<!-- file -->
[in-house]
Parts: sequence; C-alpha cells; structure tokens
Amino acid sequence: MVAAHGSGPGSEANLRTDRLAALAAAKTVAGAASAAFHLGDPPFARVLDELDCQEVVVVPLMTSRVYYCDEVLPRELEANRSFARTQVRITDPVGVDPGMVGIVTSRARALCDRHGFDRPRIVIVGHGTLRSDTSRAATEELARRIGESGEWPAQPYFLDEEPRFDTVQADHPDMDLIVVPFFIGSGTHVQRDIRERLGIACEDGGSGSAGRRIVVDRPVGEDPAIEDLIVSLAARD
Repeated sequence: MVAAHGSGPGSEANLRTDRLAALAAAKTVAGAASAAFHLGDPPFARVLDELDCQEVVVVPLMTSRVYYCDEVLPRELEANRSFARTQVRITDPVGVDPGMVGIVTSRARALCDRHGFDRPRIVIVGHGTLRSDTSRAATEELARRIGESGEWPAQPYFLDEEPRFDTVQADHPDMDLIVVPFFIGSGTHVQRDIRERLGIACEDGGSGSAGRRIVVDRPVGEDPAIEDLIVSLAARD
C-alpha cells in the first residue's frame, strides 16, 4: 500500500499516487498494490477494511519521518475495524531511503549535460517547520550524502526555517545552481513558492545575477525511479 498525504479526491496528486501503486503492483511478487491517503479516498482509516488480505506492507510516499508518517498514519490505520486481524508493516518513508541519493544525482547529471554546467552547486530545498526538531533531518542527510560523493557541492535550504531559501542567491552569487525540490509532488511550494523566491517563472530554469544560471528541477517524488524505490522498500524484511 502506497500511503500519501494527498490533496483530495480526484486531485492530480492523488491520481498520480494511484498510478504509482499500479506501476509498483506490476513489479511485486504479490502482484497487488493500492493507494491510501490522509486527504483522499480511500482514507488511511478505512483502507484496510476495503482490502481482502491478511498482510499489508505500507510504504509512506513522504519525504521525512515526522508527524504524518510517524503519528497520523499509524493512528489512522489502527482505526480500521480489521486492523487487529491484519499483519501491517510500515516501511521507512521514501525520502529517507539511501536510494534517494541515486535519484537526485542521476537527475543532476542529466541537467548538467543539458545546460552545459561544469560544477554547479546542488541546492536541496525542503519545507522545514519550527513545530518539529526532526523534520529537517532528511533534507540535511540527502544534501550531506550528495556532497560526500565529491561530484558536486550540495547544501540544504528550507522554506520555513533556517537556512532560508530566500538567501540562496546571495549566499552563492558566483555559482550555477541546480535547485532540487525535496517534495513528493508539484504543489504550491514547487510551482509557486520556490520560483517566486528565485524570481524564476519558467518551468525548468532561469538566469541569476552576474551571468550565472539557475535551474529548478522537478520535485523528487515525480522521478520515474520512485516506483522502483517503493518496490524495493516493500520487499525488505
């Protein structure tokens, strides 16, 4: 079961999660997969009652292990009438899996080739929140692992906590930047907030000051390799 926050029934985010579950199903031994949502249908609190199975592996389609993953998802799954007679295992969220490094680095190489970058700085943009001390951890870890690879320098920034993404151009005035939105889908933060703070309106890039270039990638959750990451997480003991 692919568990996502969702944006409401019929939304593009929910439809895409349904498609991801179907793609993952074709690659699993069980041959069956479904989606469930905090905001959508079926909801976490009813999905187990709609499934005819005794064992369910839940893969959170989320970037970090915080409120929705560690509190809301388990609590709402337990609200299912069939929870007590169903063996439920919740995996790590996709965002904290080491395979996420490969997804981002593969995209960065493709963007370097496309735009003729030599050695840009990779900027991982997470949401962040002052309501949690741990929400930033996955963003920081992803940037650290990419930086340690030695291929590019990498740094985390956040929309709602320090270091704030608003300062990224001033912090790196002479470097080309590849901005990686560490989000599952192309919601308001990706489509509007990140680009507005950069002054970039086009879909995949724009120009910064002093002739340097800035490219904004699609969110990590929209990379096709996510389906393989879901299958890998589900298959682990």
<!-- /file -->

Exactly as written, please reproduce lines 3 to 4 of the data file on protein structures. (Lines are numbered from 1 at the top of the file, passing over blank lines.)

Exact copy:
Amino acid sequence: MVAAHGSGPGSEANLRTDRLAALAAAKTVAGAASAAFHLGDPPFARVLDELDCQEVVVVPLMTSRVYYCDEVLPRELEANRSFARTQVRITDPVGVDPGMVGIVTSRARALCDRHGFDRPRIVIVGHGTLRSDTSRAATEELARRIGESGEWPAQPYFLDEEPRFDTVQADHPDMDLIVVPFFIGSGTHVQRDIRERLGIACEDGGSGSAGRRIVVDRPVGEDPAIEDLIVSLAARD
Repeated sequence: MVAAHGSGPGSEANLRTDRLAALAAAKTVAGAASAAFHLGDPPFARVLDELDCQEVVVVPLMTSRVYYCDEVLPRELEANRSFARTQVRITDPVGVDPGMVGIVTSRARALCDRHGFDRPRIVIVGHGTLRSDTSRAATEELARRIGESGEWPAQPYFLDEEPRFDTVQADHPDMDLIVVPFFIGSGTHVQRDIRERLGIACEDGGSGSAGRRIVVDRPVGEDPAIEDLIVSLAARD